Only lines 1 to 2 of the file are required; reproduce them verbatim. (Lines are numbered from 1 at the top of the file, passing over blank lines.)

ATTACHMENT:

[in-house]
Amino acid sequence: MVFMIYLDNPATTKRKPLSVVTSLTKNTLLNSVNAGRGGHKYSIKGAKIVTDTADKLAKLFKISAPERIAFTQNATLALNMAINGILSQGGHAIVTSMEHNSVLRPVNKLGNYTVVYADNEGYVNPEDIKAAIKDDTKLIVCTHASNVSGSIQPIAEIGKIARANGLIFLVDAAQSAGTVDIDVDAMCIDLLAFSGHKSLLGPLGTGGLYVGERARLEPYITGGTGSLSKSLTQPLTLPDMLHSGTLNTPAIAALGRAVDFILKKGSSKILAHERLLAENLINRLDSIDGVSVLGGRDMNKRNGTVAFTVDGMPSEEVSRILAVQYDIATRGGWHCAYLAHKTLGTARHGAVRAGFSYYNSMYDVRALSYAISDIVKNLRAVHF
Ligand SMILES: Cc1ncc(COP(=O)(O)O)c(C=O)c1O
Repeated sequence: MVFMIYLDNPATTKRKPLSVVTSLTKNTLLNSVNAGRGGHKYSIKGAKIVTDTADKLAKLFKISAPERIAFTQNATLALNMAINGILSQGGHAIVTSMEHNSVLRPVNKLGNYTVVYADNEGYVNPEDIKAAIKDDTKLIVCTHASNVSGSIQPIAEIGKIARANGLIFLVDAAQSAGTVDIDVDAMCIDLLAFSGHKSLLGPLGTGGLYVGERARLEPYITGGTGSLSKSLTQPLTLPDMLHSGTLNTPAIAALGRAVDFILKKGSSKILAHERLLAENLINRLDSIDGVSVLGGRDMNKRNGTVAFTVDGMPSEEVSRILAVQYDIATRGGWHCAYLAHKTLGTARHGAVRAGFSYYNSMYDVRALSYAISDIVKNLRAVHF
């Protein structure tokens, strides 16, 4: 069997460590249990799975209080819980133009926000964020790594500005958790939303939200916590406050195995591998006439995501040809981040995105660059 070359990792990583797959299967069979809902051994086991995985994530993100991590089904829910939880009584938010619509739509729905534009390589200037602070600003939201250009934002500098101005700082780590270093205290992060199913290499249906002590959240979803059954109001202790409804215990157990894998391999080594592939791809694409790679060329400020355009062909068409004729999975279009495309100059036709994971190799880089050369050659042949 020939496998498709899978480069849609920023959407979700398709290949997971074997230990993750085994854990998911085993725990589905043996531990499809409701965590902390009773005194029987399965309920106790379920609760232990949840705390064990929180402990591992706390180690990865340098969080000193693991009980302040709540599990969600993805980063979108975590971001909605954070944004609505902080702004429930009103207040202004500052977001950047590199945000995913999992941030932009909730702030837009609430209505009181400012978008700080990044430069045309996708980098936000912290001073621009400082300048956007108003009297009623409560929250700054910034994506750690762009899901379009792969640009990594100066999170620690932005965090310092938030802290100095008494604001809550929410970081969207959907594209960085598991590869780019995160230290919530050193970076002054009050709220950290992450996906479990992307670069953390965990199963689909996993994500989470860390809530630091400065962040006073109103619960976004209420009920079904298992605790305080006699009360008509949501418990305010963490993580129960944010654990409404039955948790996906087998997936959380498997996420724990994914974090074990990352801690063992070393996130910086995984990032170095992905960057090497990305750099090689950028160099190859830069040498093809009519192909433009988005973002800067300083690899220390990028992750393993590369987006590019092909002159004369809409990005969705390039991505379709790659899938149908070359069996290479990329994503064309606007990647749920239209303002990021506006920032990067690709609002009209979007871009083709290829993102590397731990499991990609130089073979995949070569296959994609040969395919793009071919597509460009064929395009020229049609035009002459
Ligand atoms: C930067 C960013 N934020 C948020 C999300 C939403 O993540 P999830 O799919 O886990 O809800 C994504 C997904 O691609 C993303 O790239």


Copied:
[in-house]
Amino acid sequence: MVFMIYLDNPATTKRKPLSVVTSLTKNTLLNSVNAGRGGHKYSIKGAKIVTDTADKLAKLFKISAPERIAFTQNATLALNMAINGILSQGGHAIVTSMEHNSVLRPVNKLGNYTVVYADNEGYVNPEDIKAAIKDDTKLIVCTHASNVSGSIQPIAEIGKIARANGLIFLVDAAQSAGTVDIDVDAMCIDLLAFSGHKSLLGPLGTGGLYVGERARLEPYITGGTGSLSKSLTQPLTLPDMLHSGTLNTPAIAALGRAVDFILKKGSSKILAHERLLAENLINRLDSIDGVSVLGGRDMNKRNGTVAFTVDGMPSEEVSRILAVQYDIATRGGWHCAYLAHKTLGTARHGAVRAGFSYYNSMYDVRALSYAISDIVKNLRAVHF